- Background check. A national authority should issue this document. In the case of US nationals, for instance, it should be from the FBI. In the case of Canadian nationals, it should be issued by the Royal Canadian Mounted Police. In the case of UK nationals, it should be issued by the Association of Chief Police Officers.
- Birth certificate. A copy of your birth certificate must be apostilled and submitted before it is considered outdated at 6 months old.
- Application form. We complete this for our clients.
- Cover letter. We complete this for our clients.
- Fingerprints. Generally obtained at a police department. We will coordinate with you in order to receive these, assisting in San José or Liberia by driving you from our office to the location concerned and handling the corresponding forms.
- Certified passport copy. We certify your passport copy.
- Consular registration. Registration with your country’s consulate is required; we also complete this for our clients.
- Passport-size photographs. A service we provide, or you can bring your own.
- Government fees. Initially, it is required to pay $251 USD in application fees. At the end of the process, it is required to pay an additional $433 USD in government fees.
Important Notes About The Documents.
- All documents in a foreign language must be translated into Spanish. The costs for the translations will vary depending on the original language.
- All documents from abroad must be authenticated (legalized or apostilled) for use in Costa Rica. To learn more about apostilles, please click here.
- The background check and other documents from abroad must be issued within six months before filing the application.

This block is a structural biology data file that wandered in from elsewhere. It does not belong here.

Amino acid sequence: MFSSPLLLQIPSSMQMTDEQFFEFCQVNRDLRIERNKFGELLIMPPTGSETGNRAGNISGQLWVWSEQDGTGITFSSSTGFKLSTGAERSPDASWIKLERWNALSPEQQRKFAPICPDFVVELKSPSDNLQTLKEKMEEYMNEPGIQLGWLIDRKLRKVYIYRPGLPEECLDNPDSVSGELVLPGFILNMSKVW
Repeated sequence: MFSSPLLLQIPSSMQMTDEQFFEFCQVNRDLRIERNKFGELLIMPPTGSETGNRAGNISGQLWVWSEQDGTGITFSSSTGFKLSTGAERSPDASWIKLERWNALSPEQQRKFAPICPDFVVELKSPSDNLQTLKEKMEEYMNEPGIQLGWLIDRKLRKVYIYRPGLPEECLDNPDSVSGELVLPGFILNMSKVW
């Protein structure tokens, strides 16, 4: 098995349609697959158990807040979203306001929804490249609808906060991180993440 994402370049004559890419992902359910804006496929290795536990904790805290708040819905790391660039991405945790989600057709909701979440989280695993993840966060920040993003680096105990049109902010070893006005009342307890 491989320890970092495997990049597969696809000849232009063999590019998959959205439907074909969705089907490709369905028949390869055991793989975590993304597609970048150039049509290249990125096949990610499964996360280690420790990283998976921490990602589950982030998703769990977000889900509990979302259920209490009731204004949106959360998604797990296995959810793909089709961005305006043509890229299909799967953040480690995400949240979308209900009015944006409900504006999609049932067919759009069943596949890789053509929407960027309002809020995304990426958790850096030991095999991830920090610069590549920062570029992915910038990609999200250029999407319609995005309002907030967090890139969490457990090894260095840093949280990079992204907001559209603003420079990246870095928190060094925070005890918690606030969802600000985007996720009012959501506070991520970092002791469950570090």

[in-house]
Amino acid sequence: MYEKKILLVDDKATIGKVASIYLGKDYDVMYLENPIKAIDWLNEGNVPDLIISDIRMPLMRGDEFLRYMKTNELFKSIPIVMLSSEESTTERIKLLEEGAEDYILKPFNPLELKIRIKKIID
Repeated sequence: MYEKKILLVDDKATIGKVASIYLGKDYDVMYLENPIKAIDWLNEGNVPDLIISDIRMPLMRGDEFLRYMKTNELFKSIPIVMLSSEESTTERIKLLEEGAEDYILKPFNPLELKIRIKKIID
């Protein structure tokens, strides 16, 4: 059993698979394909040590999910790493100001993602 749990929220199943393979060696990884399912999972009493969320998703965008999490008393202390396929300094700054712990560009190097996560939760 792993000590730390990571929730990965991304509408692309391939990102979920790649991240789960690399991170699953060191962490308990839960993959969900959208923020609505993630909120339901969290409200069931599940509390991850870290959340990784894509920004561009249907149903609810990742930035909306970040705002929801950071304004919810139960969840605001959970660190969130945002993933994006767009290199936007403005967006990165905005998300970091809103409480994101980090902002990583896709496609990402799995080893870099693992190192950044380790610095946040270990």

- Background checks must be from the country where you lived legally in the past three years.
The application process for temporary residency has three stages: document procurement, government analysis/decision, and registration. Please review below the description of these three stages and the corresponding timeline applicable to each stage.
|Document Procurement||8 weeks||We will dedicate this period to ensuring that you get the documents you need and prepare the rest of the documents required for the application. Generally, it takes about two months to obtain all the required documents.|
|Analysis & Decision by the DGME||9 months||Once the required documents have been obtained, we will file the application with the Immigration Department (DGME). By law, the DGME should process the application within 90 days. However, the DGME can take about 12 months to process an application based on recent processing times.|
|Registration||4 weeks||Once the application has been approved, we will proceed with your mandatory registration with the CCSS for the socialized health care system (CAJA). Afterward, you will obtain your ID (DIMEX). This last step completes the process.|
Important Notes About The Processing Times.
- Once the application is filed, the DGME will issue a Receipt Notice, which demonstrates that there is an application pending. This document will function as a valid ID in conjunction with your passport.
- As noted, the DGME takes about 9 months to review the application. The law allows you to remain in the country while the application is pending. Thus, the applicant is not required to leave the country to renew the tourist visa.
- A Costa Rican driver’s license cannot be obtained until your residency is fully approved and your DIMEX is on hand. Applicants who want to use a foreign driver’s license during the waiting period must have an active tourist visa to drive with their foreign driver’s license legally at all times. This may seem to conflict with the note above, resulting from different government departments having their own set of rules and regulations.
- If you leave the country during the application waiting period, you will be asked to produce an onward ticket when trying to reenter the country at a border or airport. An onward ticket (or return ticket) could be a bus ticket or a plane ticket out of the country before your tourist visa expires.